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I fled Him, down the nights and down the days;

I fled Him, down the arches of the years;

I fled Him, down the labyrinthine ways

Of my own mind; and in the midst of tears

I hid from Him…

 – Francis Thompson, The Hound of Heaven


One of the difficulties of life is it can only be properly understood in retrospect, but it must be lived in prospect.”

                                                            – Soren Kierkegaard

After over two decades of marriage, I found myself divorced. This was not, in of itself, particularly noteworthy. Almost half of first marriages end in dissolution.  But the stress – emotional, financial, and other – is personal and intense. I came to realize the truth of writer Pat Conroy’s likening divorce to the death of a little civilization. And felt more than a little guilt in not being able to sustain the nuclear family that my children had known and likely thought would last indefinitely. I moved from a house on a hill into a townhouse in a complex some miles away, continued working, as I knew I would have to do for the foreseeable future, and licked my wounds. 

About six months later I met someone. Our relationship blossomed rapidly. Although raised Christian, she had gravitated to a different spiritual preference.  Being open-minded, she attended Seventh-day Adventist churches with me on more than one occasion. In a spirit of reciprocity, I attended with her, first, a local ashram, and then, a socially active Protestant church. 

I was struck by the contrasting greater warmth and acceptance we encountered at both the ashram (which celebrated the deities of numerous religions, including but not limited to monotheistic ones) and the Protestant church, as compared with the Adventist churches we had visited. I had no good explanation for this. It did cause me to ponder, however. The result was that, while I didn’t find spiritual fulfillment in either the ashram or the Protestant church, I was not motivated to continue attending an Adventist church.          

I failed to find solace in organized religion, and I quit attending church. I reasoned that, given so many Christian (not to mention world) religions, most claiming to have, if not ultimate truth, at least some truth, how could one know which was right? They couldn’t all be correct; did that mean all were wrong? Or did some have fragments of truth and it was up to me to, as working with pieces of a jigsaw puzzle, put them together to make a cohesive whole? I had been raised to believe that Adventism, like ancient Israel, carried the banner of truth. Now I wasn’t so sure. 

I continued to believe in the concepts of God, prayer and tithing, but was not a practicing Adventist. If I wanted to have a libation at a restaurant, and the minister of a local church was sitting at an adjacent table, I need not feel uncomfortable or hypocritical. So life proceeded, without my having an intimate relationship with divinity. 

Fast forward more than a decade. While driving home one afternoon, without warning, I fell asleep. I was awakened by the sound of scratching, as bushes along the shoulder of the freeway brushed the passenger side of my car. Much shaken, I exited. Later, I would estimate, based on the audio book I was listening to when I fell asleep, that I may have been asleep for as long as six minutes.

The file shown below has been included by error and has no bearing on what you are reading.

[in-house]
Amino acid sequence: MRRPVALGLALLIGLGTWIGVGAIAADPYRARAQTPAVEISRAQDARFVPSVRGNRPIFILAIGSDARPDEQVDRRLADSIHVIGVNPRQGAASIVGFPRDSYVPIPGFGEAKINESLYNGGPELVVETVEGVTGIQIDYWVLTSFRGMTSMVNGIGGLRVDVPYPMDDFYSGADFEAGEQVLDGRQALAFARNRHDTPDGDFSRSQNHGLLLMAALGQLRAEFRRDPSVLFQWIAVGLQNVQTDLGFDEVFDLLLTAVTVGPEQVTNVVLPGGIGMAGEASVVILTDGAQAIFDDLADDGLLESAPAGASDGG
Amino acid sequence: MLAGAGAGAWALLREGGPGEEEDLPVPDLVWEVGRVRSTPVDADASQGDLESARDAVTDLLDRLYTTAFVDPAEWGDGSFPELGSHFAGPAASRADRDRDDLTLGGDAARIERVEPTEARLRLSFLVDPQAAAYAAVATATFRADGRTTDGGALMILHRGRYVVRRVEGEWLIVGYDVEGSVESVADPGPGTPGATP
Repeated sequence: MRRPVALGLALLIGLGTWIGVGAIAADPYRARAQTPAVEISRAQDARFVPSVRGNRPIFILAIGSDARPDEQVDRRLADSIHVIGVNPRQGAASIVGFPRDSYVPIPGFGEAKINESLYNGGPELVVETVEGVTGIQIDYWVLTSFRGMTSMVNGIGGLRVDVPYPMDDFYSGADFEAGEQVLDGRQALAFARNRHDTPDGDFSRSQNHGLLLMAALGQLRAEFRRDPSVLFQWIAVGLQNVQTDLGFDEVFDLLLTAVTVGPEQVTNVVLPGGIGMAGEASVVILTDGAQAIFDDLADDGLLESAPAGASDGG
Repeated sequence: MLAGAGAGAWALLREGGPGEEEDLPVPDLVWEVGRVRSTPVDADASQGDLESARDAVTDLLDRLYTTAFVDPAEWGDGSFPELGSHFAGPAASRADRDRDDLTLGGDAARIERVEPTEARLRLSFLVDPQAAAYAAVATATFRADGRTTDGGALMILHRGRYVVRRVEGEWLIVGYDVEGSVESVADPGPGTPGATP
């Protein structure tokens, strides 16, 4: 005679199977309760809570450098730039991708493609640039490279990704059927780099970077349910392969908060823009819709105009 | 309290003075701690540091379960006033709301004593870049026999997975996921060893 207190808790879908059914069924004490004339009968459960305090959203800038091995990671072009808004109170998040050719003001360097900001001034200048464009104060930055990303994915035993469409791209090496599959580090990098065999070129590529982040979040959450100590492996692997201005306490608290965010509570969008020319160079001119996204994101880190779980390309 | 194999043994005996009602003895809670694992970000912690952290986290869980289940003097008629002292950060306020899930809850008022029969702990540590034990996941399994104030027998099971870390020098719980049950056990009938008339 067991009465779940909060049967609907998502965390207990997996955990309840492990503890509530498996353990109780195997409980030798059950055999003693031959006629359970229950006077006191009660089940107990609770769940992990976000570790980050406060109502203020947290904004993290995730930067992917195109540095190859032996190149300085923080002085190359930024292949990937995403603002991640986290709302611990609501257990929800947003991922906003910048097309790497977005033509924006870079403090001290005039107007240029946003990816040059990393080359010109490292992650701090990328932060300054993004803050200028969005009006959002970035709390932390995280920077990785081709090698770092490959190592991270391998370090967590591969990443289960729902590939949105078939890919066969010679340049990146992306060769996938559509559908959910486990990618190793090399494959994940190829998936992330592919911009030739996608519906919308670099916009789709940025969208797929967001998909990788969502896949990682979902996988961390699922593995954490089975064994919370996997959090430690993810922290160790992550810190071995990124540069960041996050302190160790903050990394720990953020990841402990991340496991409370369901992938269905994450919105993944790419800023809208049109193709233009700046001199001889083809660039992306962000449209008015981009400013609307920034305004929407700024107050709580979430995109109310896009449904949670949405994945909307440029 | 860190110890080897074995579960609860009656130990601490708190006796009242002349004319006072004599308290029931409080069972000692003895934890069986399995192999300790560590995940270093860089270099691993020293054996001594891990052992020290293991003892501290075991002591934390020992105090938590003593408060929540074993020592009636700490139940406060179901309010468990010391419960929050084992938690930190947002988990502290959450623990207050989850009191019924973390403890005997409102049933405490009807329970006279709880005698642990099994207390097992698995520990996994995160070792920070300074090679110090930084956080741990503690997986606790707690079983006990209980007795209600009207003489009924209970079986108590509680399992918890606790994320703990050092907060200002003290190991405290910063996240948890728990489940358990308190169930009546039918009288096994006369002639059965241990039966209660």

Months later (I’m a slow learner), I had an epiphany of sorts. My life had been spared (not once, but twice, the first time decades earlier under somewhat similar circumstances). Albert Einstein opined that there are two ways of viewing life. One is that there are no miracles. The other is that everything is a miracle. I believe miracles do happen.

I determined to try to discern God’s purpose in sparing me. I had known others who had been less fortunate after the driver fell asleep at the wheel. Decades earlier, college students en route home from an Adventist college hit a tree. All were killed. My life was not necessarily worth more than theirs. So why was I not killed or seriously injured?

Since then, when I pondered mightily, I have sought a closer walk with the Almighty. This has taken the form of daily devotional time, more regular and fervent prayer, and reading not only Holy Writ and E. G. White, but the writings of others, including Philip Yancey, C. S. Lewis and K. P. Yohannan.

I accept the logic of Pascal’s wager. I have come to believe that the unseen world is as real as the seen world, and that there is a parallel universe extant that we access only by faith. I still have some difficulty with organized religion, and feel the Almighty may be  grieved by the squabbles in Adventism over various issues that loom large to some but which, at the end of time as we know it, will likely be quite inconsequential.

I derive comfort from Christ’s condensation of the way of Life as being love – for God and for one’s fellow human being. I believe that one of the principal reasons I am here is to help others, and that, in my dealings with them, mercy should trump justice. In times past I have questioned the motives of people asking for money on the street. Now I just give. I’ve concluded their motives are not my business.

Christ’s words are never far from consciousness: “Inasmuch as ye have done it unto one of the least of these my brethren, ye have done it unto me” (Matt. 25:40). One could do worse than follow John Wesley’s rule for Christian living:

Do all the good you can, by all the means you can, in all the ways you can, in all the places you can, at all the times you can, to all the people you can, as long as ever you can.”


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